I have a set of 18-volt cordless DeWalt power tools that I got about 3
years ago. Since I use them rather infrequently, I'm not getting the
lifetime out of the very expensive batteries that I would like. The
set originally had two batteries, but both have since quit working.
I have one replacement battery now, and it seems to be less able to
hold a charge as time goes on.
DeWalt apparently does not make an AC to DC converter that would be
able to power these tools with a cord. This is unfortunate because
it's a pain to have to stop work while the battery recharges. I
presume they don't offer this product because it would eat into their
very lucrative battery business... understandable.
Does anyone know if there is a third-party that makes a corded power
attachment for cordless tools?
I don't know about a third party, but Dewalt makes a product that
would suit you very well. It's about $45, which would be less than
the price of a new battery, and it will actually give you much better
performance than your current setup. See:
(If the link doesn't work, search for Dewalt item # D21008K)
I actually own one of these products (got mine for maybe $35 on eBay),
and I've been very happy with it - highly recommended.
The battery business *is* very profitable and the manufacturers have locked
out 3rd parties by patenting the battery - drill interface/connection. This is
why you don't find 3rd party batteries either. They can't stop you from
getting your battery packs rebuilt, but by welding the cases together some
manufacturers make it more difficult.
I know it ain't a Dewalt but Ryobi is the only one who I'm aware of who
makes a corded 3/8" drill with a clutch. For infrequent use it may do ok.
(Amazon.com product link shortened)
I also needed a new Dewalt battery, tho mine was a 14.4V. 89 bucks was
the best i could find, or 50 for a used one on Ebay. Then I found a
rebuilded. I got a new 2100Mh 14.4v battery core shipped to me for 39
bucks. I just have to put it in the old case and make 2 solder
connections. If you can afford the time to ship him your old battery,
he will do it for the same cost.
they are is California.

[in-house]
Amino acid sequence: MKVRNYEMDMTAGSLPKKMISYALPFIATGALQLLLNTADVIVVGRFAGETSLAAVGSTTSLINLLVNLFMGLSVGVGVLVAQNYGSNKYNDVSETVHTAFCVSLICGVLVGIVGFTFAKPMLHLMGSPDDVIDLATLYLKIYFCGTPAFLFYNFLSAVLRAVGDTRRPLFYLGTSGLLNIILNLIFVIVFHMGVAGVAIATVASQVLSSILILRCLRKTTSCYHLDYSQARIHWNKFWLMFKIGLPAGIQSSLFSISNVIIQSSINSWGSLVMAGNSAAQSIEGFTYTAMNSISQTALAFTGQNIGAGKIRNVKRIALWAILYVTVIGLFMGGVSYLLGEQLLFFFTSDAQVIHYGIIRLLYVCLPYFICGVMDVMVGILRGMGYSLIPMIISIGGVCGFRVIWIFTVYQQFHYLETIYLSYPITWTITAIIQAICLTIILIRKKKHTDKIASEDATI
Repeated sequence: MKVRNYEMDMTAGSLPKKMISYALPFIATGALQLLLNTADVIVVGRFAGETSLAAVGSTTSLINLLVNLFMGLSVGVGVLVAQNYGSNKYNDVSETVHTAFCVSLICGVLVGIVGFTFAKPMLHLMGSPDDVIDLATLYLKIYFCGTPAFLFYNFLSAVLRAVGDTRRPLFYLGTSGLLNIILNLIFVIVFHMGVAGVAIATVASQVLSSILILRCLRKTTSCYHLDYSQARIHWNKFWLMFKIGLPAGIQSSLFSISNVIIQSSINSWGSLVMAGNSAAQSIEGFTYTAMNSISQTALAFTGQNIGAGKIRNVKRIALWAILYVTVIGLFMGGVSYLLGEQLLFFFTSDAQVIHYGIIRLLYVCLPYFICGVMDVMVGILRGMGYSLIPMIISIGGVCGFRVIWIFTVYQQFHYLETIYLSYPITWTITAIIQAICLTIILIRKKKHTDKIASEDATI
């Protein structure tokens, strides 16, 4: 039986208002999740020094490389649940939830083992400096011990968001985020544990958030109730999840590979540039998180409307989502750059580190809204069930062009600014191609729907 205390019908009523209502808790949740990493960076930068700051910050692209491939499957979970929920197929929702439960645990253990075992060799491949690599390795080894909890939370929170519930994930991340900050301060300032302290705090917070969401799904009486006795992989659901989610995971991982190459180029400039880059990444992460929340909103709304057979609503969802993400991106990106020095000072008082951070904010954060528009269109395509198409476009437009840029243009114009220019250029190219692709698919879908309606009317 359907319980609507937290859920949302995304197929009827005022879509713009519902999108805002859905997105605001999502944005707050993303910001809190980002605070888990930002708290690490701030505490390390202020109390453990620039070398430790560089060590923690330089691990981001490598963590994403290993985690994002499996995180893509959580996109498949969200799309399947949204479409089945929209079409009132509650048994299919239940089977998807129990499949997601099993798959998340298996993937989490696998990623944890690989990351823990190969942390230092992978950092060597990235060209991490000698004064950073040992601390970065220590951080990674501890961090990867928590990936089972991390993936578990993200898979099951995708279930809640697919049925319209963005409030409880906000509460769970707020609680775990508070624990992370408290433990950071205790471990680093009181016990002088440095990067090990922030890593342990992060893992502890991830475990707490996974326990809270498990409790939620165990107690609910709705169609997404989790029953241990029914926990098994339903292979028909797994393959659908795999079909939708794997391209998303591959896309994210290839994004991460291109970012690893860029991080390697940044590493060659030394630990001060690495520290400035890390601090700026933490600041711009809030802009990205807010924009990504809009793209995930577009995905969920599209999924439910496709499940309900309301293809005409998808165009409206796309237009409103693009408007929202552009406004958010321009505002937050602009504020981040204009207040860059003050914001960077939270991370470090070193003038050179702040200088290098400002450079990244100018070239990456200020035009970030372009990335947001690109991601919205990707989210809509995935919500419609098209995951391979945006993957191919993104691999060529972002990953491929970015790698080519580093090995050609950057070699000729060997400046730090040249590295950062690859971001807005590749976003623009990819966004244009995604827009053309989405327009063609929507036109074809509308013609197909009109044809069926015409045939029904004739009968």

The problem that I have is that I have a set of DeWalt tools: Hammer
Drill, Jig Saw, Circular Saw, Reciprocating Saw, and Worklight.
It sounds like I am going to have to design my own converter. I can
take a dead battery, remove the cells, and connect it to an 18 volt
power supply. I was hoping someone had already done this, so I
wouldn't have to think about it.
Oh well, this is a hobby for me so I might as well take the time...
Thanks for your responses. At least now I know what direction to go.
Think about this before you spend time and $$ on this project.
If a 115V drill pulls 6A, then your 18V drill will pull about 38A
for the same power levels. This will take at least 6ga wire to connect
your power supply to the drill. Do you want to deal with the weight
and inflexibility of this cable?
An alternative would be to design the converter/power supply to fit
into the battery case and run a regular power cord to the wall.
The problem in both cases is going to be the transformer. To handle amps
like that, it is going to be WAY to big to fit in the tool and way to
expensive to be practicle. With a transformer that big and the regulator to
handle that power, I would be surprised if you could do it for less than
$400.00 to $500.00.
For this sort of application you don't need a big linear-type supply.
The motor doesn't really care about noisy power, so it would probably be
possible to fit a switching supply into there.
However, one that can provide almost 40A at 18V isn't going to be common
The 38 amps came from assuming the motor was drawing equivalent to a 6
amp corded drill. A 6 amp is toward the beefy end of the corded
spectrum. My milwaukee 1/2" is 5.5 and my ryobi 3/8" is 4.5 amps. So
I think you're looking at less than 30 amps at 18V. I should think
you'd want to know what the actual draw is for all of the tools you
plan on using it with, and hopefully the supply has an overload
protection so you don't blow it out.
If yer close to a home depot, you can buy the ryobi packs, gut the cells
from it (they are the same size) and build yer own packs. I've even seen
replacement packs for no name drills at big lots (a US closeout retailer)
that use the same size cells. Though they are of lesser capacity and quality
than the brand named packs....